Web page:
The Standard & Poor’s 500 Index, the benchmark measure of U.S. equities, is approaching a record almost 5 1/2 years after peaking and two years after most stocks in the gauge fully recovered from the worst bear market since the 1930s.
The index has climbed 130 percent since March 2009, adding $10 trillion to the value of American equity as it erased losses from the credit crisis. The majority of companies surpassed their previous highs by April 2011, according to data compiled by Bloomberg. The S&P 500 Equal Weighted Index, which counts each company in the index equally instead of by their market value, increased 192 percent from the bottom.
Unlike past bull markets, where a single industry dominated, all groups have improved in this rally as the U.S. economy recovers. The breadth of the rebound can be seen in the S&P 500’s weightings, where none of the 10 industry measures represents more than 18 percent of the index. In 2000, technology companies made up 35 percent of the gauge, and in 2006, financial stocks accounted for 22 percent.
“The breadth of this rally is rather remarkable,” Stephen Wood, who helps manage about $152 billion as the New York-based chief market strategist for North America at Russell Investments, said by telephone. “It speaks to the fact that four years ago the markets were pricing in the end of the world, but the end of the world was not nigh. So we’ve seen this significant but drawn-out recovery across the board in equities -- small, medium, large, defensive, dynamic, value, growth.”
The S&P 500 climbed 0.7 percent to 1,558.71 yesterday to pull within 0.5 percent of the all-time high it reached on Oct. 9, 2007. The S&P 500 Equal Weighted Index, which gives each company the same contribution regardless of size, surpassed its record on April 28, 2011. That month, the number of S&P 500 companies trading above all-time highs climbed to more than half, Bloomberg data show.
The S&P 500 slid 0.8 percent to 1,545.8 in New York today.
Apple Inc., the iPhone maker valued at $424.5 billion, gets the same credit in the equal-weighted measure as for-profit educator Apollo Group Inc., worth $1.9 billion. About 59 percent of S&P 500 stocks have exceeded their previous records set before the benchmark gauge peaked at 1,565.15 in 2007.
U.S. stocks are close to completing a recovery in the benchmark index following a 57 percent plunge between October 2007 and March 2009, triggered as the collapse of the subprime mortgage market caused the worst American economic contraction in seven decades.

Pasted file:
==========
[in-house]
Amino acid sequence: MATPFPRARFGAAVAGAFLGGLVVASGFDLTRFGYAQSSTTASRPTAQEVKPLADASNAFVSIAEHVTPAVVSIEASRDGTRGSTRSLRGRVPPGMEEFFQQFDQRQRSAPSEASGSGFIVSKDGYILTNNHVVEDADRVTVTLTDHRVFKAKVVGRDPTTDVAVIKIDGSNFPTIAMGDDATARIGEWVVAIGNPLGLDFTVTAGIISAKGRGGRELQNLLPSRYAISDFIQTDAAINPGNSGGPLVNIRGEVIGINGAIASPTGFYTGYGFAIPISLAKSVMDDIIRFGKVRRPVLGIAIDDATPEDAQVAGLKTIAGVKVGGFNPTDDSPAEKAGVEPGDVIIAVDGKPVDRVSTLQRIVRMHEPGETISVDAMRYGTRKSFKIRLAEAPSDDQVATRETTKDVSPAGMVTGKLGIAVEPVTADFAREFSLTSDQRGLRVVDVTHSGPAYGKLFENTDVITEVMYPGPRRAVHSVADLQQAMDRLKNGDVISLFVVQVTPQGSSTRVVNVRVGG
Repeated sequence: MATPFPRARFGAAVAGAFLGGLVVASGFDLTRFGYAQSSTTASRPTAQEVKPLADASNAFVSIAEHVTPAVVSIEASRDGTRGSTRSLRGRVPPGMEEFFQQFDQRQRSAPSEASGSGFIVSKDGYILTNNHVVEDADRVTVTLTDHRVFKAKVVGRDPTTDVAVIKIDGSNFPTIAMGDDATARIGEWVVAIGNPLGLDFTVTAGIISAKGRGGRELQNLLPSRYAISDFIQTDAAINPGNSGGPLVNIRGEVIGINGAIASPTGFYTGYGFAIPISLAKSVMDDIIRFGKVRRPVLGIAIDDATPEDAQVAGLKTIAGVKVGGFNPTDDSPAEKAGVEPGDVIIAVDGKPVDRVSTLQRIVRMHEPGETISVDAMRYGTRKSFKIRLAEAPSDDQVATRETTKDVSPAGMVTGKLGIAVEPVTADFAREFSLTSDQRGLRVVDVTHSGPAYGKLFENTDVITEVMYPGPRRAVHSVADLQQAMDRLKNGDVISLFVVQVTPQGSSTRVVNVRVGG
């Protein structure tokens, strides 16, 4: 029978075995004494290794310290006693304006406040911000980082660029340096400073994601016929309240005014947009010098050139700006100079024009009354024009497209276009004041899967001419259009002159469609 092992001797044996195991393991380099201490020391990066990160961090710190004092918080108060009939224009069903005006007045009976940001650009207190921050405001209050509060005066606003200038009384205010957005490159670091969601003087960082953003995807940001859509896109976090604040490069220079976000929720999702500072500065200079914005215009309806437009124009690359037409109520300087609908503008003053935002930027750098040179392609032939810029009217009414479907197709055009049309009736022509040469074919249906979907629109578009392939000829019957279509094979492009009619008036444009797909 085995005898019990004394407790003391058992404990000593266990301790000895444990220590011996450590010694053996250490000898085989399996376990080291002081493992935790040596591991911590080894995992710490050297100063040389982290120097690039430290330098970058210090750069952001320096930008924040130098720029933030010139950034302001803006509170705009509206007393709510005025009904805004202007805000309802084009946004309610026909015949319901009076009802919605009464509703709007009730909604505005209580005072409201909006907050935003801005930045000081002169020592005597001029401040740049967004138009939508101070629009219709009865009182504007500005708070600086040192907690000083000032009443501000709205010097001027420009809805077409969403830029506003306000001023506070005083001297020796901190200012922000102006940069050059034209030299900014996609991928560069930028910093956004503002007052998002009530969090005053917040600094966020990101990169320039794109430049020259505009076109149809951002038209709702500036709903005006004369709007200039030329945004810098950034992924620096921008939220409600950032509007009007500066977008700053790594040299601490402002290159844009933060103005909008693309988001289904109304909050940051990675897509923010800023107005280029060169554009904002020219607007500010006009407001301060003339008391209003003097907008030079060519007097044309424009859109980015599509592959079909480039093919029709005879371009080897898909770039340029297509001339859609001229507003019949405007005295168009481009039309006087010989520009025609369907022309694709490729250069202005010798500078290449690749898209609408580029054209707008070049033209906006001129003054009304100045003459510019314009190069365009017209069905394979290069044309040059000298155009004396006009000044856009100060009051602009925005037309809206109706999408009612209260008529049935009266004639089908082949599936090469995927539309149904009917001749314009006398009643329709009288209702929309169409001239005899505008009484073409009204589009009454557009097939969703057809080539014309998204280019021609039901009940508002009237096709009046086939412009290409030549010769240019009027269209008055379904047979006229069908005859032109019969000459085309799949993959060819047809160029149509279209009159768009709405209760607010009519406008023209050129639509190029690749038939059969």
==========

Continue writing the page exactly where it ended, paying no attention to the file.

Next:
Shares of retailers, restaurant chains and other companies that depend on discretionary consumer spending jumped 231 percent since the bottom to lead gains in the S&P 500. Gauges of financial companies and industrial shares have almost tripled, while technology, commodity and health-care stocks are up more than 100 percent.
Wyndham Worldwide Corp., CBS Corp., Fifth Third Bancorp and Gannett Co. are among seven companies in the index that have surged more than 1,000 percent since March 9, 2009.
Stocks rebounded as the Federal Reserve pumped more than $2.3 trillion into the economy through monetary easing since 2008, sending Treasury rates to record lows last year. The S&P 500’s dividend yield, currently at about 2.11 percent, has been above the payout on 10-year Treasuries for almost a year.
Corporate profits have jumped to a record during the rebound, with earnings for S&P 500 companies surging to $100.75 a share last year from $61.83 in 2009.
“The market is reflecting fundamental improvement, earnings growth, revenue growth and dividend growth, more than it is price momentum,” Richard Slinn, a San Francisco-based managing director and senior investor at JPMorgan Private Bank, which oversees $877 billion, said by phone. “People are naturally kind of hesitant to jump into something they feel like has gone too far, but we disagree with that premise.”